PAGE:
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All I need is a bell and a red kettle

On Thursday I sent out my first fundraising letter ever.

I’m sure that many of you reading this have, in your theatre lives, sent many a “please donate” letter. I have always been called in as a fixer on projects. Even in the companies where I was a member, fundraising was not my problem. The productions themselves were my problem.

And there is a certain level of humiliation in having to send out a “I can’t support my art” letter that I was not accustomed to. Indeed my proofreaders could tell you the first version of that letter was twice as long as the (still inappropriately long) version that got sent out. It was full of reassurances that we were doing everything we could to be responsible, and apologies for even asking…

We cut them. They were right. And honestly? If you’re asking for strangers money all the assurances in the world don’t matter, you are producing beyond your means.

But setting aside your ego to ask family, friends and internet strangers for money is nothing compared to that humbling moment when a donation comes in.

My boss was the first to donate. She bought 4 days of me not smoking. I cried.

I did, and I’m admitting it on the internet.

I expect my Mom to donate. I expect certain of my friends to chip in. But this woman isn’t interested in my art at all. She is interested first and foremost in me not smoking, and secondly, she knows that I wouldn’t ask if I didn’t need it, and that I wouldn’t do a project that I didn’t really believe was worth it. That was good enough for her.

That level of trust is humbling.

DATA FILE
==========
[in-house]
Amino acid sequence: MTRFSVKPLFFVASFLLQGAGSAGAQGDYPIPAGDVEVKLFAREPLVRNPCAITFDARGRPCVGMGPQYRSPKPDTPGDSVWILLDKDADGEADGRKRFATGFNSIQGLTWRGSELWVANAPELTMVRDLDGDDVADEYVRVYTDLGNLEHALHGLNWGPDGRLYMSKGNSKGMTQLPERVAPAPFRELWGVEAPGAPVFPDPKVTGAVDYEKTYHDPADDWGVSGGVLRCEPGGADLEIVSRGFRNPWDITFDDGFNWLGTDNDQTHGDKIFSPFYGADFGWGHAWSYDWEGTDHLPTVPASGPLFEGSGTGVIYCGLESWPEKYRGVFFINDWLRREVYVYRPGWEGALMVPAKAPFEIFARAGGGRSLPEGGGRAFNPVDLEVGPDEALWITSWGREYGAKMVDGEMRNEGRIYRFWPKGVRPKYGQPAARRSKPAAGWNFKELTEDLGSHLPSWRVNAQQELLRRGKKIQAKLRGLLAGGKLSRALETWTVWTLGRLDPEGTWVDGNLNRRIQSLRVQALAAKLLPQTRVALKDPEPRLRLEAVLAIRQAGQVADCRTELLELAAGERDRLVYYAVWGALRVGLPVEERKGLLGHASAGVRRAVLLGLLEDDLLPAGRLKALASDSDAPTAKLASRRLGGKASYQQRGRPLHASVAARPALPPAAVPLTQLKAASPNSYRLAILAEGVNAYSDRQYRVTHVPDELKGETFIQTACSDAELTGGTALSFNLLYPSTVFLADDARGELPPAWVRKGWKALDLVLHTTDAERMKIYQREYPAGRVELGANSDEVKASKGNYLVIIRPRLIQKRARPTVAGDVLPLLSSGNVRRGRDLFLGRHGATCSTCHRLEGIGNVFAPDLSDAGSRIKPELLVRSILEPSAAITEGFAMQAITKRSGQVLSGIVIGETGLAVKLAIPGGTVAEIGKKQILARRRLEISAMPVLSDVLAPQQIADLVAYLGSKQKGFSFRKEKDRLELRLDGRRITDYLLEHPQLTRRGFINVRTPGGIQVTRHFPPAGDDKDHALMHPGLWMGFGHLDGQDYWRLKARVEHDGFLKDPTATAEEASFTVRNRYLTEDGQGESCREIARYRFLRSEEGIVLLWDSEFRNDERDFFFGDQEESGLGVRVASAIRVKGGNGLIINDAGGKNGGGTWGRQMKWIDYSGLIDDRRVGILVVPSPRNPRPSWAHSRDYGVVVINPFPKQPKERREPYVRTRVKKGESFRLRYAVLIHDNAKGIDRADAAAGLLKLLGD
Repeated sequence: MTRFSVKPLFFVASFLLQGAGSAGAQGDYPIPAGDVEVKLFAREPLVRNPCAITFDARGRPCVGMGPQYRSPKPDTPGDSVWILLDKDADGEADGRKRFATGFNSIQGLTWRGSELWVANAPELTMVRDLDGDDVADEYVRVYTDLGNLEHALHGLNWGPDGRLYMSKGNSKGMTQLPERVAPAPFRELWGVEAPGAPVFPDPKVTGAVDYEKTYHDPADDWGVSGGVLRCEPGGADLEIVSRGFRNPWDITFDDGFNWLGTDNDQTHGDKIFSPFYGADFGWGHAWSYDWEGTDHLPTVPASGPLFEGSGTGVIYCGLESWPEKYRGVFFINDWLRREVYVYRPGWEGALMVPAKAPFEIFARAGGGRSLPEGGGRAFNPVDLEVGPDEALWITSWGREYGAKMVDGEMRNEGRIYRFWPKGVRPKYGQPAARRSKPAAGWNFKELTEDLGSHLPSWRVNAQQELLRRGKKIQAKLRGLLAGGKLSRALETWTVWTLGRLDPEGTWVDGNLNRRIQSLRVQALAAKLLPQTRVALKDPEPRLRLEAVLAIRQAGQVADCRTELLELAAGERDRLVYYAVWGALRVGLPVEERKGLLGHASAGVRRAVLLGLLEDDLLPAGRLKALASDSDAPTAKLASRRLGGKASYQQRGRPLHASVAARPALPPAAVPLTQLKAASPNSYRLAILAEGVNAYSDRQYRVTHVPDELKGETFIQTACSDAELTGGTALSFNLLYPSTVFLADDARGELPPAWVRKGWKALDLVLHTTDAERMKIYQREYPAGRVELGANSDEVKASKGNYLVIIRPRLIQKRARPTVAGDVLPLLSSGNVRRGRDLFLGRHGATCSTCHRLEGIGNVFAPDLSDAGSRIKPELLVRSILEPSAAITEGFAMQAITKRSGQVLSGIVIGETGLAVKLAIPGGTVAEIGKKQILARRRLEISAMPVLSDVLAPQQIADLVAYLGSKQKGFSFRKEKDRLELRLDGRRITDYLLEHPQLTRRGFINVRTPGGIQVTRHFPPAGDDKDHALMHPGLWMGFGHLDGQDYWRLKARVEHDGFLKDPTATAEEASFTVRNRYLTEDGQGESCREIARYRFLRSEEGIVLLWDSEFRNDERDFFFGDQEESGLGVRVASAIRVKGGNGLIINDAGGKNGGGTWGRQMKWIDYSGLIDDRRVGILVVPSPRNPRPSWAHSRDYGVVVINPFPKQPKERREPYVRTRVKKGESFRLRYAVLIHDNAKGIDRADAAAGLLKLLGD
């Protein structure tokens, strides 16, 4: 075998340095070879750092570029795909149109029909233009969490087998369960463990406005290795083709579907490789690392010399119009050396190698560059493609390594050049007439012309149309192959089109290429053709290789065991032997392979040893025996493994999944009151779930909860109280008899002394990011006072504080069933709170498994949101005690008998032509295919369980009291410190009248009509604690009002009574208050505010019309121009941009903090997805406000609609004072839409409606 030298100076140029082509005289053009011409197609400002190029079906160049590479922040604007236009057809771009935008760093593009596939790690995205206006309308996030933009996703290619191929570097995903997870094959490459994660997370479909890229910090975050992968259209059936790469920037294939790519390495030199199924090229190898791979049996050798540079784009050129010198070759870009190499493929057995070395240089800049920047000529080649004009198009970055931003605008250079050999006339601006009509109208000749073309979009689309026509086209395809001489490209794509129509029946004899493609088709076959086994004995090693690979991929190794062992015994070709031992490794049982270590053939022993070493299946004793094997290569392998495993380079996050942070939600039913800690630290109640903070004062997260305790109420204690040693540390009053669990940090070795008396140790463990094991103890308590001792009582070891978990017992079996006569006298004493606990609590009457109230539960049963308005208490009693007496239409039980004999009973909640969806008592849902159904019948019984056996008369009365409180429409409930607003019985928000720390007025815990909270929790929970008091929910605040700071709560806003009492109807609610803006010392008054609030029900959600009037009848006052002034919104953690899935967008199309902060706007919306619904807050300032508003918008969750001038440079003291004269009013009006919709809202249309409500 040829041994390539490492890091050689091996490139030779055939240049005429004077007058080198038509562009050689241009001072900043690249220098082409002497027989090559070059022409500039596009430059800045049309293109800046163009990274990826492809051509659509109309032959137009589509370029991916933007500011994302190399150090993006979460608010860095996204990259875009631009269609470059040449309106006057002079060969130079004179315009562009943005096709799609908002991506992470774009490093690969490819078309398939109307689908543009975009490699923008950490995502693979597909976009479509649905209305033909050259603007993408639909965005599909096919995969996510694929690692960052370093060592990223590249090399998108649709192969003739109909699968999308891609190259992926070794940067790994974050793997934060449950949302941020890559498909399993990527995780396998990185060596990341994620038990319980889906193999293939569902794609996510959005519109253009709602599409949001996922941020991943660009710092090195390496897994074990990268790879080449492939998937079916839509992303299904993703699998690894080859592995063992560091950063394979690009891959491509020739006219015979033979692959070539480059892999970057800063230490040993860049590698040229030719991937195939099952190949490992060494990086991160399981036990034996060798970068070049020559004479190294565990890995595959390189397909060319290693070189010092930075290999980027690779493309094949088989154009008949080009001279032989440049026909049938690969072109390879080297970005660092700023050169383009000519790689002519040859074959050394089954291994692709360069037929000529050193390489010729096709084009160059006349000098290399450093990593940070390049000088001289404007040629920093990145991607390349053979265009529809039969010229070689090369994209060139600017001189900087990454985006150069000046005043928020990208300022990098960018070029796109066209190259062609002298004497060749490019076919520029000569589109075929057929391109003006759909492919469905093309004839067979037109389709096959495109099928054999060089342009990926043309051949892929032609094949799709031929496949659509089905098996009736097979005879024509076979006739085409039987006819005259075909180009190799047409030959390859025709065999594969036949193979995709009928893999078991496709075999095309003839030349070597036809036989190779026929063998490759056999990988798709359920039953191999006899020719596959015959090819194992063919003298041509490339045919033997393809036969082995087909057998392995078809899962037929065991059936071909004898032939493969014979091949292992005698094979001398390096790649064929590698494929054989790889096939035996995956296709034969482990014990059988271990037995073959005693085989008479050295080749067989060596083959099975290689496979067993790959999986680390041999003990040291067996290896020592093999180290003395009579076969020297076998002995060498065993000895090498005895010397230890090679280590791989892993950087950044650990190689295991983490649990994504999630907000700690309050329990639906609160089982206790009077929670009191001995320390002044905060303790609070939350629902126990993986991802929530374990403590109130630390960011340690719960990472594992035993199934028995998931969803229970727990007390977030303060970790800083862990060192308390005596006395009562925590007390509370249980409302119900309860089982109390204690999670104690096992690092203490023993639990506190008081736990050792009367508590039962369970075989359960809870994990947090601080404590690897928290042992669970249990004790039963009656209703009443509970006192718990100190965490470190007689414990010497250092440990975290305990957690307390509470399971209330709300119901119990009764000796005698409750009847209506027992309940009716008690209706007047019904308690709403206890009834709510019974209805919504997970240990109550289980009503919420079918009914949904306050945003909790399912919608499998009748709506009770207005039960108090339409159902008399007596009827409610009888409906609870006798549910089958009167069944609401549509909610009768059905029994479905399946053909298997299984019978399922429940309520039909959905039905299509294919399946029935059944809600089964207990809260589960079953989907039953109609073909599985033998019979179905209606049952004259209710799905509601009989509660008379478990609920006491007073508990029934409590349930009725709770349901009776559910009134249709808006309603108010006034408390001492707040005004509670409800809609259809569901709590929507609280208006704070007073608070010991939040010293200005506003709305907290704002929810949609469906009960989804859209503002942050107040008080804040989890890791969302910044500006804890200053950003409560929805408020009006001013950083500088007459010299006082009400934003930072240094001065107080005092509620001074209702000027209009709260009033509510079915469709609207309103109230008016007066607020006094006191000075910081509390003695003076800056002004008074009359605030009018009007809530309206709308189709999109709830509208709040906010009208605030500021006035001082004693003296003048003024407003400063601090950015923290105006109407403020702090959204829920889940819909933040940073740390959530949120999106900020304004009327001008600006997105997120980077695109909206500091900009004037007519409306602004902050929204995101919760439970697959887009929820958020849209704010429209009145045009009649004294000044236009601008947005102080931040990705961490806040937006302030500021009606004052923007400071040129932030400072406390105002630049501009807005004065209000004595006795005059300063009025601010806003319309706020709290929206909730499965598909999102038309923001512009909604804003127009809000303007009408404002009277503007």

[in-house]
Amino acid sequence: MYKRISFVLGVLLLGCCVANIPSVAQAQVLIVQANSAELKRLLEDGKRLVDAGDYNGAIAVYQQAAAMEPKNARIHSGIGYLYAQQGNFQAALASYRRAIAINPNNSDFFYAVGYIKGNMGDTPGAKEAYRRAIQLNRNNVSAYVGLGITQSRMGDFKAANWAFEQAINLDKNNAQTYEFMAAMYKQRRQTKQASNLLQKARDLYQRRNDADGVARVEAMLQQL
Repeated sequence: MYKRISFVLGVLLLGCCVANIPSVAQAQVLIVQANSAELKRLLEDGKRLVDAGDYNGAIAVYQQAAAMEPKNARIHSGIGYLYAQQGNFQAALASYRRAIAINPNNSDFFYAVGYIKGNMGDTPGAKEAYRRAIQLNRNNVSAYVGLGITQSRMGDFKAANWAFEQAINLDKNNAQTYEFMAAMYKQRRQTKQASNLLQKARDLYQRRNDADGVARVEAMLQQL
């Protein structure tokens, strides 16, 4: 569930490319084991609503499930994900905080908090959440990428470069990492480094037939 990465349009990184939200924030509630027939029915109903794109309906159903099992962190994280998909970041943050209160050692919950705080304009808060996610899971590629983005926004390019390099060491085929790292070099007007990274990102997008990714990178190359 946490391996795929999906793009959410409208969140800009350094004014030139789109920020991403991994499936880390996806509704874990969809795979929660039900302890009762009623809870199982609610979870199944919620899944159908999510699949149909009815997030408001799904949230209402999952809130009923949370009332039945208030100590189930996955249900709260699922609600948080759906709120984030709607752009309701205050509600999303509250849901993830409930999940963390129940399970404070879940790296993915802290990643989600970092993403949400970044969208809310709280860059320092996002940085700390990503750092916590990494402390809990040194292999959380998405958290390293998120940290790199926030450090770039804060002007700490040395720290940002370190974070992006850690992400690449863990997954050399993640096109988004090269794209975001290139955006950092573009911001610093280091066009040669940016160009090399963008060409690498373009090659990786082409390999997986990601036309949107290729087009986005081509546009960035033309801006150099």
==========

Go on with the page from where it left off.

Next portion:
How the hell do I make sure the show is worth that trust?

In Good Company

There have been very few projects that I have worked on that haven’t had a talented base group. In the small theatre worlds of San Francisco and Austin (my only experience) there are always little compromises to be made. Sometimes that one role that needs a Look just didn’t have a Super┬áTalent walk through the door, or maybe you got your audition notice out late and you had poor turn our in general.

This sort of tightrope walk is always less prevalent when you’re creating your own piece, as we’re doing here with Transformations, and it as almost non-existant when you are both creating your own work and you are cherry-picking the participants.

Megan starting putting this group together in a steady stream of dropped hints and vague descriptions months ago. So it had been an open question of who was going to be involved no matter how many names were on the ‘maybe’ roster. And no matter who ended up on the Opening Day squad, Will and I hadn’t worked with them. I was familiar with many of them, and had seen some of their work, but actually sat in a room with them?

No sir.

Over the last few weeks as we popped the clutch and locked into third gear here at Transformations HQ we’ve begun meeting several times a week to keep everything on pace and on target. And, truth be told, to keep repeating our to do lists out loud to one another so we wouldn’t forget anything, no matter how many places such things were written down.

Will spent quality time on The Couches back in Intermission times, but Sarah Mosher was joining us, and I had no idea what to expect. I knew that she was taking Megan’s admonition to “do whatever you want. No. Seriously.” to heart. She had shared some of her ideas previously, but on Tuesday after we had covered most of what we could possibly talk about with only four of the (estimated) 457 creators of this project in the room, Ms. Mosher casually whipped out her┬ápad and flipped it open to show us this:

This is a roughly eighth scale scan of her rendering of one of her two pieces, Little Red Riding Hood. I immediately became a member of the I Hate Sarah Mosher Club (I’m told there are t-shirts). I am deeply envious of any artistic skill, and it was clear that this was a sketch for her.

Two things:

  1. I’m not telling you the secret of the dress.
  2. Any producers dream, immediately after never ending funds, is to be the least talented person in the room.

It’s going to happen a lot with this show. I couldn’t be more excited.

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